State gives Claremont 30-day extension on Larkin complaint
by Steven Felschundneff | email@example.com
Claremont received a 30-day extension to respond to state housing authorities who claim the city broke the law by rejecting an easement at Larkin Park.
On August 12 the California Department of Housing and Community Development sent a letter to City Manager Adam Pirrie stating its opinion that the city council’s 3-2 vote on June 28 disapproving the easement violated the Housing Accountability Act. The letter demanded to know what steps Claremont planned to take to correct the situation and gave the city 30 days to respond.
In the letter, HCD demanded a written response by September 12, including, at a minimum, “a specific plan and timeline for corrective action that allows the Project (via the approval of the required easement) to move forward with its plans without further delay or demonstrate that legally sufficient health and safety findings were made pursuant to Government Code.”
That deadline to provide the corrective action plan was Monday. But the city requested more time to comply with the state’s demands, and HCD agreed.
At issue is the project’s developer Jamboree Housing Corporation’s request for a 24-foot by 275-foot easement across an existing parking lot at Larkin Park that would provide access to a proposed parking lot and affordable housing project on the adjacent property at 731 Harrison Ave.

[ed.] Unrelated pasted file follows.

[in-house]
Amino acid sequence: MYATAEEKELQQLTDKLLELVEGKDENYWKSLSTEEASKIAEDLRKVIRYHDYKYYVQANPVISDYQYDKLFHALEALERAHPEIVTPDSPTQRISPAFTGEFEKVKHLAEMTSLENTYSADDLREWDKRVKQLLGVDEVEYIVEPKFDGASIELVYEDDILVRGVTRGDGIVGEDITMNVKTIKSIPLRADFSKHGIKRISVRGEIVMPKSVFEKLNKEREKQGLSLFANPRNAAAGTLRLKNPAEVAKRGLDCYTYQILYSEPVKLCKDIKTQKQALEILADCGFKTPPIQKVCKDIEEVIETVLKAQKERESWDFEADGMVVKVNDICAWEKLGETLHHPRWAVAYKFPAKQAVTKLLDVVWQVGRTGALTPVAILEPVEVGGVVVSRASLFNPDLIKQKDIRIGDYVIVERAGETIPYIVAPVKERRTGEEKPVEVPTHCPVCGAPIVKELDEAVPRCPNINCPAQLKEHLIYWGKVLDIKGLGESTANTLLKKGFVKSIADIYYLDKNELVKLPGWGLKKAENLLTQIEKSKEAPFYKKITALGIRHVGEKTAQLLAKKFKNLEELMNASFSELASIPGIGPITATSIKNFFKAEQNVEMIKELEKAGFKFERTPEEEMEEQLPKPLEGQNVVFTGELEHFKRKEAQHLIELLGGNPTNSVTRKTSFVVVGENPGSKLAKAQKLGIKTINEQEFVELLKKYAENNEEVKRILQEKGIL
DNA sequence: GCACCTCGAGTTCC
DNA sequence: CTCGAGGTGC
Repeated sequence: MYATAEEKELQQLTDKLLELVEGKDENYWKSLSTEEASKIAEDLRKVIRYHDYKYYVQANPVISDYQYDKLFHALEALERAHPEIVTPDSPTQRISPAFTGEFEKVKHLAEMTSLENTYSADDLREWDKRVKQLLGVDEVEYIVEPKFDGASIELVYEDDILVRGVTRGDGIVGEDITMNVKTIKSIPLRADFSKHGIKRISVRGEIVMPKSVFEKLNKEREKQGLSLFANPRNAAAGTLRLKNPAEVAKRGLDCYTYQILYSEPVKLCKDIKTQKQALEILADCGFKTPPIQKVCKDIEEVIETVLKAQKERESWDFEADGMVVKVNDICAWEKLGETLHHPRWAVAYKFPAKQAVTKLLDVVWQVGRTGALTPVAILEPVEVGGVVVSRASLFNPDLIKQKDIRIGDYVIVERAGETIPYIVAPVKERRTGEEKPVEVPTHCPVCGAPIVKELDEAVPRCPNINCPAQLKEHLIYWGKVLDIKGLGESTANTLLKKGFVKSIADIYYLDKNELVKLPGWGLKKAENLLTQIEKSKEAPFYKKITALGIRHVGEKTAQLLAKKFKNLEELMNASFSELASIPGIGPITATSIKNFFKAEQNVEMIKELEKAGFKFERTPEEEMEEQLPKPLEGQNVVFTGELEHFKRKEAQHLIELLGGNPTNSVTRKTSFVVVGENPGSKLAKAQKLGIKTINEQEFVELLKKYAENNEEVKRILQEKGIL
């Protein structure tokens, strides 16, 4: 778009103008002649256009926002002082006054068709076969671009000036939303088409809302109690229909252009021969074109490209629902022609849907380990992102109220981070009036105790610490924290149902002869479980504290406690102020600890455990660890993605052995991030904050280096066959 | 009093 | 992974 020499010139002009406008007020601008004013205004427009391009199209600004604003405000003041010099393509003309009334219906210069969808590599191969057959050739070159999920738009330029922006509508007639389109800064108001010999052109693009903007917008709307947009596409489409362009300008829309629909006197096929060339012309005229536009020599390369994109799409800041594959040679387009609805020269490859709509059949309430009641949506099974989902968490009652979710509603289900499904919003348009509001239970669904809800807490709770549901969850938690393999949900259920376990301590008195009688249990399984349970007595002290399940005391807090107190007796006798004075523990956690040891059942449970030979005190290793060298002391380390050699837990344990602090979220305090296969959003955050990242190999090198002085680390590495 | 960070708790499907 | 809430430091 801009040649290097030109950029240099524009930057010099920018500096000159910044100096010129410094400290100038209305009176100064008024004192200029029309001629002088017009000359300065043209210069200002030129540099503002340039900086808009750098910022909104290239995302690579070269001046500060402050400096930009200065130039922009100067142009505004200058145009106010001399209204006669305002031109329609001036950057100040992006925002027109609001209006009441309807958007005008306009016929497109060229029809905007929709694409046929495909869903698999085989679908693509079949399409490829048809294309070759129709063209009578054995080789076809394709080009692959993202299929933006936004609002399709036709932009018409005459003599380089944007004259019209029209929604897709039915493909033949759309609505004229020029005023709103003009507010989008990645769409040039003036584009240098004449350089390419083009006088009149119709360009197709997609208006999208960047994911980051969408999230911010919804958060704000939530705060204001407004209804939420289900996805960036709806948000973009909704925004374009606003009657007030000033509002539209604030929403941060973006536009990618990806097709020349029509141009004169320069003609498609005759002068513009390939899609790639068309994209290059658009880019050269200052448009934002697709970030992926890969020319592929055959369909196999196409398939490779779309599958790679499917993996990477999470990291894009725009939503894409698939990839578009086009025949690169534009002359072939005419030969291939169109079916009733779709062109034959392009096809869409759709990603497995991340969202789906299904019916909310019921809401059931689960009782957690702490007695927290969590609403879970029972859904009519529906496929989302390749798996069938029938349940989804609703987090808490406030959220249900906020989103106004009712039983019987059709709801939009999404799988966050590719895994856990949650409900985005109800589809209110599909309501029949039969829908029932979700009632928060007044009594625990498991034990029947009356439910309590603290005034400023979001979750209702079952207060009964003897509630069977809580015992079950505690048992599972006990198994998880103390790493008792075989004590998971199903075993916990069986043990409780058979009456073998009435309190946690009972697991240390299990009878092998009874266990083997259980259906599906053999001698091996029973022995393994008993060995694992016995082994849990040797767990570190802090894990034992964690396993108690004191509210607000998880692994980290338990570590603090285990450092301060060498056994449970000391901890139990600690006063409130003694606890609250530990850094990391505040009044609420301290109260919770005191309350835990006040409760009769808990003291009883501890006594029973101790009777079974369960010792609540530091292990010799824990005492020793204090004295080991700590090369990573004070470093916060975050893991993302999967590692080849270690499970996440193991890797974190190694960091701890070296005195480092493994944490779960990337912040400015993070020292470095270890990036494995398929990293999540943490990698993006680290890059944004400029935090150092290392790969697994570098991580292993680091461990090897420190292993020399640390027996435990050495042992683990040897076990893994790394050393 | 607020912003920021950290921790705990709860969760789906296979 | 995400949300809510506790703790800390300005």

In the letter, Assistant Deputy Director Local Government Relations and Accountability David Zisser states, “In denying the easement, the City of Claremont (City) has violated the Housing Accountability Act (HAA) under Government Code 65589.5.”
On Monday, Pirrie said Jamboree had been speaking with Claremont’s planning department about an alternate site plan for Larkin Place. Community Development Director Brad Johnson said those conversations have been minimal.
Jamboree’s Director of Marketing and Communications Marissa Feliciano said she did not know the status of the project but sent a message to the company’s development department for an update. However, Feliciano was unable to get a response by the close of business Tuesday and said she would be traveling on Wednesday and unavailable. She did indicate the company may have more information next week.
Two possible alternative plans that would not need an easement have been suggested, including a four-story building with a driveway on the property that has become known as the “box.”
Another option is flipping the design approved by the architectural commission, so that the parking is in front of the building instead of in the back. The modified “flipped” plan has been championed by Claremont Mayor Pro-tem Ed Reece.
Pirrie said Jamboree has yet to submit a renewed application, but he is confident if that happened either design would satisfy HCD’s complaint because the project would be moving forward.